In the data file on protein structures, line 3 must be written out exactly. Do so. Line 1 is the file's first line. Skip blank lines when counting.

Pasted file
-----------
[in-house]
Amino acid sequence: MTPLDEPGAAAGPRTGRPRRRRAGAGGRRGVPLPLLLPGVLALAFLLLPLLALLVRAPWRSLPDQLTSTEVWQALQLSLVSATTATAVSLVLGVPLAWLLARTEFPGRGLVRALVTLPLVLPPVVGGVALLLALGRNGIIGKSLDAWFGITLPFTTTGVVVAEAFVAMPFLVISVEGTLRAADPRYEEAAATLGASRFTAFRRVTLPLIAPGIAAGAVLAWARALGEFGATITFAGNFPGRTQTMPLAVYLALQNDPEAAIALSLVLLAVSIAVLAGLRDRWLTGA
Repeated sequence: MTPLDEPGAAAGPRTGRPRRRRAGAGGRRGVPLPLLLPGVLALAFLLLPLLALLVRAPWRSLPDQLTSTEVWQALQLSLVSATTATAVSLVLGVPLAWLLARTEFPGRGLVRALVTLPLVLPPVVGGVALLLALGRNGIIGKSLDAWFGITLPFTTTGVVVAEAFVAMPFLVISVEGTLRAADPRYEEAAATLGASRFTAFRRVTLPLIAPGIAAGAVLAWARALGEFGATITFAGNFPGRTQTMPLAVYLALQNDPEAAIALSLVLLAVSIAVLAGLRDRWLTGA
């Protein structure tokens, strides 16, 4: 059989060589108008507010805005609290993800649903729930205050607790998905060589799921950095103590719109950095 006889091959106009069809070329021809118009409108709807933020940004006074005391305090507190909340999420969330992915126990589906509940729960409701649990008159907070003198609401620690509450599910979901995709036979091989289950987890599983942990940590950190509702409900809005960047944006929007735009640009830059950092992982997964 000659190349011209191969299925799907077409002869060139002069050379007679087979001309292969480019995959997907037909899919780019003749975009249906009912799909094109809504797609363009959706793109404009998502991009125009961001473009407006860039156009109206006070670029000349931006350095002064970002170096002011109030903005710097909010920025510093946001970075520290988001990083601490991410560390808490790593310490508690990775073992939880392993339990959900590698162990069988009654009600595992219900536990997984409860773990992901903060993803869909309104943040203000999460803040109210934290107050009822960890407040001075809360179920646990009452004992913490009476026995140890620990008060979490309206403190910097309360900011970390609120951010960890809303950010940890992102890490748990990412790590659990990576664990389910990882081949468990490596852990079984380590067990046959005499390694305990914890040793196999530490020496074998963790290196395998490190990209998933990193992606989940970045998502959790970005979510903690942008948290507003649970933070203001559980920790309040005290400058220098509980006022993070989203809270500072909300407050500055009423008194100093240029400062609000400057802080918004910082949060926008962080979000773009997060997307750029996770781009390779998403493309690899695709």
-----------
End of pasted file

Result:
Repeated sequence: MTPLDEPGAAAGPRTGRPRRRRAGAGGRRGVPLPLLLPGVLALAFLLLPLLALLVRAPWRSLPDQLTSTEVWQALQLSLVSATTATAVSLVLGVPLAWLLARTEFPGRGLVRALVTLPLVLPPVVGGVALLLALGRNGIIGKSLDAWFGITLPFTTTGVVVAEAFVAMPFLVISVEGTLRAADPRYEEAAATLGASRFTAFRRVTLPLIAPGIAAGAVLAWARALGEFGATITFAGNFPGRTQTMPLAVYLALQNDPEAAIALSLVLLAVSIAVLAGLRDRWLTGA